Wednesday, April 11, 2007

A Plea For Civility, A Plea For Respect

Just about everyone I know who has used a microphone more than once has regretted something they've said into one [Almost every night I turn mine off after saying something, and think, "What in Hell was that all about?".]. It's not that those of us who use microphones are, as a class, stupid. It's just that, like most humans, the words sometimes come directly from the mouth WITHOUT proper filtration in the brain. And with the added amplification Mr. Microphone provides, the prospect of many people hearing our latest stupid moment increases exponentially. Plug that microphone into a radio or TV station and, well, you do the math.

All this is on the table because of a couple of incidents from recent days. In one, talk-show host Bill O'Reilly, not the most subtle speaker in the best of times, suddenly unloaded on his guest, fellow talker Geraldo Rivera, to the point that Rivera was obliged to "reel him in" in self-defense [I don't know about you, but when Geraldo Rivera is the "voice of reason", the Apocalypse must be close at hand...]. In the other, radio talk-show host [Isn't it interesting that all this mayhem is happening on talk shows? And people wonder why I have no desire to do one!] Don Imus used a racially-charged word in reference to a women's college basketball team. In both cases, the offending party apologized for his action. O'Reilly was given no public punishment [the cynical division of the Public figured it was all a publicity stunt, since Rivera works in the same trade as O'Reilly], while Imus is currently sitting out a two-week suspension.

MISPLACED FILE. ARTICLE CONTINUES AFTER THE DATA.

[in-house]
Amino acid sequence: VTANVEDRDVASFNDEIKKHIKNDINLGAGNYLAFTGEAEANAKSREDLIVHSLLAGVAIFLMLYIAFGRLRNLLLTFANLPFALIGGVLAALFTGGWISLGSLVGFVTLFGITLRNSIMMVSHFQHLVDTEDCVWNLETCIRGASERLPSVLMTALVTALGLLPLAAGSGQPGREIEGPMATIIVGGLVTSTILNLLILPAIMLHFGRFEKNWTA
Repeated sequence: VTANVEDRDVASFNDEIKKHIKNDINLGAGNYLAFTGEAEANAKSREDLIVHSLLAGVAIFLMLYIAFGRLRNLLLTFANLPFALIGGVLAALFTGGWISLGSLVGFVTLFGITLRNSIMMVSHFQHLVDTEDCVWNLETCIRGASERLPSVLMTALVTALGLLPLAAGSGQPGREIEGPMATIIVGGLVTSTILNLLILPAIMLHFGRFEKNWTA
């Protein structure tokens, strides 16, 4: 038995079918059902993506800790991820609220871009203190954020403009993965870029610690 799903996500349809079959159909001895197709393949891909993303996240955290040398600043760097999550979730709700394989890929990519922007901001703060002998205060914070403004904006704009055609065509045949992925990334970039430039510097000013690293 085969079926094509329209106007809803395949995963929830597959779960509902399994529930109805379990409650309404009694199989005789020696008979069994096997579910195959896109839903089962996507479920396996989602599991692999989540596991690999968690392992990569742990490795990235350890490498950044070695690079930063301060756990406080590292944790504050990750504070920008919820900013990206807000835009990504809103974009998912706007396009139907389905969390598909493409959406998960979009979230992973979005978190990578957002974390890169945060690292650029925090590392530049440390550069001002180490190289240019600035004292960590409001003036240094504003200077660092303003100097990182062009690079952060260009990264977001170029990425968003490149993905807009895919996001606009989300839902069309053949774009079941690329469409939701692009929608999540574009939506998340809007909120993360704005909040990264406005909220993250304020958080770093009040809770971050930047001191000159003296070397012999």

Let's leave the O'Reilly incident [I'm with the cynical division of the Public on this one, personally] and move on to the heat Imus has taken.Before we go any further, a statement: DON IMUS USED AN UNACCEPTABLE WORD, OR PHRASE, IN REFERENCE TO THAT WOMEN'S BASKETBALL TEAM. He needs to re-evaluate his beliefs and phraseology. Sensitivity training may be appropriate. That being said, I do NOT believe that Don Imus is a racist. I think he has an unfortunate tendency [as do many in the "chat-for-cash" (no offense meant to those in the sex phone trade) business] to use provocative language in the name of getting attention.

Now, what has Imus done to resolve the situation? First, he apologized. Good start. Next, he accepted an invitation to appear on another radio program, this one hosted by the Rev. Al Sharpton. Maybe not such a good idea. A black co-worker notes that Rev. Sharpton represents himself as a, or possibly the, leader for America's Black People. The co-worker feels that Sharpton is not an official voice for anyone or anything except his own agenda [his opinion, not necessarily mine]. As an admittedly uninformed observer, I think that the Black populace of this country is a diverse collection of peoples, and therefore would be hard-pressed to settle on any one person to serve as "leader" or "spokesperson". I reserve judgement on Rev. Sharpton's agenda, and if, for that matter, he even has one. Still, coming forward to hear different viewpoints on his remark is certainly a valid step in the "reeducation" of Don Imus.

Another issue that has arisen is the amount, and seeming ferocity, of "hate" words used by Blacks to punctuate their own conversation. Oddly enough, much of it seems to be directed at members of their own racial community. As a White person, I've never understood it. Some people say that, given the current verbal environment, Imus didn't say anything terribly offensive. That does not excuse his comment, nor does it mean that only Whites can offend Blacks with racially-motivated speech, EVEN WHEN THAT SPEECH IS BLACK-TO-BLACK.

It's time to clean up our words, and show RESPECT for each other. Only in that way will we merit respect for ourselves.

-Mike Riley